Cancer of the penis is extremely rare, but it appears to be slightly more common in men with a high body mass index (BMI), a history of smoking, men who are uncircumcised, or a combination of these factors. However, it has been estimated that 300,000 circumcisions may be required to prevent one penile cancer per year.

According to the World Health Organization (WHO) there is “compelling evidence” that circumcision reduces the risk of contracting HIV during heterosexual sex by 60 percent.

However, they point out that circumcision will offer only partial protection, and they urge men to use condoms as well.

The higher chance of infection may be because the foreskin becomes more prone to splits and ruptures during intercourse, leaving an open door for pathogens to enter the bloodstream.

Another possibility is that the space between the penis and the foreskin might provide an environment in which a virus can survive for a period of time, raising the risk of infection for the individual and their next partner.

Some argue that the U.S. has a relatively high rate of HIV, despite high circumcision rates. In addition, the results of studies in Africa and Asia associating circumcision with HIV prevention, mainly in heterosexual populations, may not translate to the U.S.

From 2008 to 2014, new infections with HIV fell from 45,700 to 37,600. Of these, 26,200 new cases were among men who were gay, bisexual, or other men who have sex with with men.

Circumcision is performed less often in adults than in children. It takes longer and is likely to involve more tissue trauma. It may also cause more psychological trauma than it does in newborns.

However, it may be recommended in some circumstances:

Phimosis involves an inability to pull back the foreskin, leading to pain and urinary problems. It can occur if a male is born with a tight foreskin, or because of scarring, infection, or inflammation. Treatment options include topical corticosteroids or circumcision.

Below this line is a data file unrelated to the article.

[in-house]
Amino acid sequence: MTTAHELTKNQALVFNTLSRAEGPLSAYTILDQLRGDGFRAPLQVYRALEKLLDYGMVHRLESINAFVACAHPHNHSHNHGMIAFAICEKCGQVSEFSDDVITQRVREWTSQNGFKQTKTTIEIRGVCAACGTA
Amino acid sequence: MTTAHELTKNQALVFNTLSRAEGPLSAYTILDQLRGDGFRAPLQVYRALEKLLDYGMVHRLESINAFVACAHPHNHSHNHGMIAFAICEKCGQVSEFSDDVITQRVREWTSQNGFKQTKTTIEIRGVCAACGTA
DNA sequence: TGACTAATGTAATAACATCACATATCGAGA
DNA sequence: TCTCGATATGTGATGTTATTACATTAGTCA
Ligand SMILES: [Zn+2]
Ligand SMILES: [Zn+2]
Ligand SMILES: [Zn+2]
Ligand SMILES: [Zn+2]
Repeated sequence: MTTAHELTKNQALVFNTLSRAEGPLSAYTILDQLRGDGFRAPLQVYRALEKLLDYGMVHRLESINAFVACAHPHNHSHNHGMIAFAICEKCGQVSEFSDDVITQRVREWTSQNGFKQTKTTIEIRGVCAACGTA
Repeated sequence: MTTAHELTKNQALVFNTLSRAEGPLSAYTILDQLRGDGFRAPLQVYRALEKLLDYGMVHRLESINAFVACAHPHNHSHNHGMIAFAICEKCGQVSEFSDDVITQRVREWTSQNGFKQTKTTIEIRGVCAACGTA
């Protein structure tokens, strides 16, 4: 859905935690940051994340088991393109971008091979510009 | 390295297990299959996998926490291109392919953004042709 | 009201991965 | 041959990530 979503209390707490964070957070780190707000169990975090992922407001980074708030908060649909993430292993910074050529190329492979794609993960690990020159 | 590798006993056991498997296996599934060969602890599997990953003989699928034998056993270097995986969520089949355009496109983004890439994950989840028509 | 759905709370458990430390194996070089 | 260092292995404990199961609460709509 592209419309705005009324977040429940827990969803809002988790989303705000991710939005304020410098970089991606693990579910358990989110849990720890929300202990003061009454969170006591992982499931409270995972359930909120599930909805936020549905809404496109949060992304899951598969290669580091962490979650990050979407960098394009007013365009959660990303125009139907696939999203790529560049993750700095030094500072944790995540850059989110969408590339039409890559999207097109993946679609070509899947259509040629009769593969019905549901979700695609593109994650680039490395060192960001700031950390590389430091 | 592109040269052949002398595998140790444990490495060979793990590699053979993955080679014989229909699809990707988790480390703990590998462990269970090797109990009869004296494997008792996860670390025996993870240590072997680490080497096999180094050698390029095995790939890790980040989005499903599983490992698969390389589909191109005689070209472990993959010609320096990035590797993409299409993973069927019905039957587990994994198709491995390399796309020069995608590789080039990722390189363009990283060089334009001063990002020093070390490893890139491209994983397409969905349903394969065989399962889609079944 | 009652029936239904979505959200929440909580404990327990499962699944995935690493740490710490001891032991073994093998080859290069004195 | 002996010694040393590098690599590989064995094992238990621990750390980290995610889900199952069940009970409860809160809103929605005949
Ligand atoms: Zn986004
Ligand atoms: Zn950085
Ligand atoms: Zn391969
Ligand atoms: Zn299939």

Paraphimosis is when the foreskin is stuck behind the head of the penis and restricts the blood flow to the end of the penis. It can result from a medical intervention, such as the use of a catheter. Paraphimosis is a medical emergency. Without treatment, gangrene can result. Treatment aims to reduce the swelling, but circumcision is recommended after recovery, to prevent a reccurence.

Balanitis is when the head of the penis becomes inflamed or swollen, due, for example, to a sexually transmitted infection (STI), thrush, skin irritation, or another skin condition. It is uncommon in men who have been circumcised. Circumcision can prevent a recurrence.

Circumcision is a relatively safe procedure, and severe complications are rare.

The following risks are possible:

  • The foreskin is cut too short or left too long.
  • The wound does not heal properly.
  • Blood loss and hemorrhage occur.
  • Meatal stenosis results, in which the urinary stream is deflected upwards, making it difficult to aim.
  • Damage affects the urethra, the tube that carries urine through the penis, making urination difficult.
  • In very rare cases, there may be accidental amputation of the head of the penis.
  • Blood infection or poisoning, known as septicemia, may develop.